Jessie Young is an enrolled citizen of the Confederated Tribes of Coos, Lower Umpqua, and Siuslaw Indians. After graduating from Lewis & Clark Law School, where she focused her studies on criminal law in Indian country, she began her legal career in August 2013 at Hobbs, Straus, Dean & Walker, a national law firm focusing on Indian law. Young is currently an attorney advisor for the Department of Interior, Office of the Regional Solicitor, Portland, OR, where she works in Indian law issues. The views expressed in the book are her own and do not necessarily reflect those of the Department of the Interior or the United States.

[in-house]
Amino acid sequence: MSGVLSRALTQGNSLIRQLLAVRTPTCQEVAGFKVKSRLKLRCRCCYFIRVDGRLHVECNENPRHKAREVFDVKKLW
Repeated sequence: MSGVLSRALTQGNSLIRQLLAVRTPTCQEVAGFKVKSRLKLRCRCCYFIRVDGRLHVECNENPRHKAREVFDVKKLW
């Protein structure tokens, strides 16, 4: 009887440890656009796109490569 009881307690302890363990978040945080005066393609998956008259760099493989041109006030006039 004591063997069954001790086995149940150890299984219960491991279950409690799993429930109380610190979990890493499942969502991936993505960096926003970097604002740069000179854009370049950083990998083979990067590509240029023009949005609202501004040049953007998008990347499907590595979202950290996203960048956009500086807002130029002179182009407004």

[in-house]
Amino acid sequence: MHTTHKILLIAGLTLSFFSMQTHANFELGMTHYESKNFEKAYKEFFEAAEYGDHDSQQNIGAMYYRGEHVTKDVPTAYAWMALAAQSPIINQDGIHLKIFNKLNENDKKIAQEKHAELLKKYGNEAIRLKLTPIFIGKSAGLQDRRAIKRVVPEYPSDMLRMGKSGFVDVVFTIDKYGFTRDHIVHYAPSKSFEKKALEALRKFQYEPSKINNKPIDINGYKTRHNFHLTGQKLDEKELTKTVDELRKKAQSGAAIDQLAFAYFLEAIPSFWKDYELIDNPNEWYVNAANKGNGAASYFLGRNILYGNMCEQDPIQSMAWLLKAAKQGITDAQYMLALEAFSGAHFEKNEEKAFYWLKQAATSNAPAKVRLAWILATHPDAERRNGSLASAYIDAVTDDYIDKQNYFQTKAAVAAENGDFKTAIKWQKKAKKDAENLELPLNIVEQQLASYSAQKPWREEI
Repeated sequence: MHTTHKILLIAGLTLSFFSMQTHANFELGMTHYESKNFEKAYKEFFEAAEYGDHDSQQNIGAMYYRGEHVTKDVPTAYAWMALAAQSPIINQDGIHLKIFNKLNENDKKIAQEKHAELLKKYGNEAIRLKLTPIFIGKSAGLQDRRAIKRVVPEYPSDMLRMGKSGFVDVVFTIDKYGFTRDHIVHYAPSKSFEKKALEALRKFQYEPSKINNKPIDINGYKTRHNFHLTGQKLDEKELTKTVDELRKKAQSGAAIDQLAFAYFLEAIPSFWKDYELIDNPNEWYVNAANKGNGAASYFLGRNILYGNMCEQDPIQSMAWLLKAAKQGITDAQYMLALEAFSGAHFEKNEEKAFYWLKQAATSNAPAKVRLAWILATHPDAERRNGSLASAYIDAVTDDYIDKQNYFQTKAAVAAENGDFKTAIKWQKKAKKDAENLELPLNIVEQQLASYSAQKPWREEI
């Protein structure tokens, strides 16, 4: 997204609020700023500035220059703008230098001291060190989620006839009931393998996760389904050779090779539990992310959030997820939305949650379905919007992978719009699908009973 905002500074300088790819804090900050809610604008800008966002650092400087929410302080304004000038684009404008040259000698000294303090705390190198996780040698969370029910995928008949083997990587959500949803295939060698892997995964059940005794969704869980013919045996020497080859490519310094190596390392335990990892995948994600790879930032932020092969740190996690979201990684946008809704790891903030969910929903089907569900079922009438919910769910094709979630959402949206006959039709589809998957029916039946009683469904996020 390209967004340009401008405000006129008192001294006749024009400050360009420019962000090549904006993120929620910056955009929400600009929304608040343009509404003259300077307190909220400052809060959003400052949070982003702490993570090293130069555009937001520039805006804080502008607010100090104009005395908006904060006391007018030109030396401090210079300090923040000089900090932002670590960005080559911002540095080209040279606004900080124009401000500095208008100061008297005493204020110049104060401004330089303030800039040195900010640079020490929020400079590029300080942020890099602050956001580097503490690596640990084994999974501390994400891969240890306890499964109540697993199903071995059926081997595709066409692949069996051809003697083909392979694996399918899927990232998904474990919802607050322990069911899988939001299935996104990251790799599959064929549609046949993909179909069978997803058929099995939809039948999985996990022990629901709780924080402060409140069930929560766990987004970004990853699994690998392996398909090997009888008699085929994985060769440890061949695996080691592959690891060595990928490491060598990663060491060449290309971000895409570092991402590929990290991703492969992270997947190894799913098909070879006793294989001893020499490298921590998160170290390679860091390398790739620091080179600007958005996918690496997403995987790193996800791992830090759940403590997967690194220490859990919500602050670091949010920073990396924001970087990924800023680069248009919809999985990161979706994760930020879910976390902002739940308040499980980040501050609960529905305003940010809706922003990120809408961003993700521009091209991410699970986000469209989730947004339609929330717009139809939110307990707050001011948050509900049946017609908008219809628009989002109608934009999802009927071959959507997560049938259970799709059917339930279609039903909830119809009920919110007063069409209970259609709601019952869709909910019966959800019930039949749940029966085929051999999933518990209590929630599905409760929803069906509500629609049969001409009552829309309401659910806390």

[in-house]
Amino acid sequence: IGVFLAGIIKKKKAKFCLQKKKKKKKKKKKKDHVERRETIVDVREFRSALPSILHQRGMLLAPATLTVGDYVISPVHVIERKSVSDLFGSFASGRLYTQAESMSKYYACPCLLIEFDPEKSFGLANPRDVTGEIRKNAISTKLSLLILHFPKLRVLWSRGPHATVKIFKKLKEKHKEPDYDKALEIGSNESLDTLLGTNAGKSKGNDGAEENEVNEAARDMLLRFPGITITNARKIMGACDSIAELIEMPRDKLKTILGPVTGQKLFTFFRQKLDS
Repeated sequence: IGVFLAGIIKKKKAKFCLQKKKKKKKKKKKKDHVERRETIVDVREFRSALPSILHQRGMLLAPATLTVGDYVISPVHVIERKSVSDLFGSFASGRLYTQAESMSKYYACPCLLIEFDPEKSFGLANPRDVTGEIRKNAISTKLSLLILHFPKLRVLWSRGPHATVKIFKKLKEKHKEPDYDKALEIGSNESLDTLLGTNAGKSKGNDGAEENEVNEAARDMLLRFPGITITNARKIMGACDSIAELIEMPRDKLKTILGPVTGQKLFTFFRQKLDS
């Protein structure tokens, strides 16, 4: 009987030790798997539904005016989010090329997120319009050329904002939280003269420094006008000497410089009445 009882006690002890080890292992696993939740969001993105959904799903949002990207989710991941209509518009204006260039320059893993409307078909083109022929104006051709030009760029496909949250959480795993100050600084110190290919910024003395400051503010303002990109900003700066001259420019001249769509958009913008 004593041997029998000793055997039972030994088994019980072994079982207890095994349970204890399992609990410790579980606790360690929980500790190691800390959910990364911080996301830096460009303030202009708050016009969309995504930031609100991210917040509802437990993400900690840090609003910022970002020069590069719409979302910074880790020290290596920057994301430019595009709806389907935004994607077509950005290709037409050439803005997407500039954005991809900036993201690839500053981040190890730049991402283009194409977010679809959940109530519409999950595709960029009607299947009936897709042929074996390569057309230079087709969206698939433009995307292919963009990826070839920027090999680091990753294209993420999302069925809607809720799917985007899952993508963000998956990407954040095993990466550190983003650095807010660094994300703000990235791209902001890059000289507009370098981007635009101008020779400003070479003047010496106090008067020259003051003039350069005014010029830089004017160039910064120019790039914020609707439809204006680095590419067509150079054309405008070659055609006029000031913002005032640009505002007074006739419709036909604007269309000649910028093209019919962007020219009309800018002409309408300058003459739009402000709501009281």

Alan Parker is a professor at the Maori Indigenous University located in Whakatane, New Zealand. He recently retired from The Evergreen State College after establishing in 2002 a specialty in Tribal Government Management and Leadership within the Masters in Public Administration program. The Maori Indigenous University asked him to assist in creating a PhD in Indigenous Development and Advancement and Dr. Parker assisted in recruiting 12 U.S. tribal students who are now enrolled in the Maori Tribal PhD program. Parker is a citizen of the Chippewa Cree Tribal Nation and graduated from UCLA School of Law. He served as chief counsel and staff director to the U.S. Senate Committee on Indian Affairs during the years that Congress passed major legislation such as the Indian Child Welfare Act, the American Indian Religious Freedom Act, the Indian Gaming Regulatory Act, and the National Museum of the American Indian Act.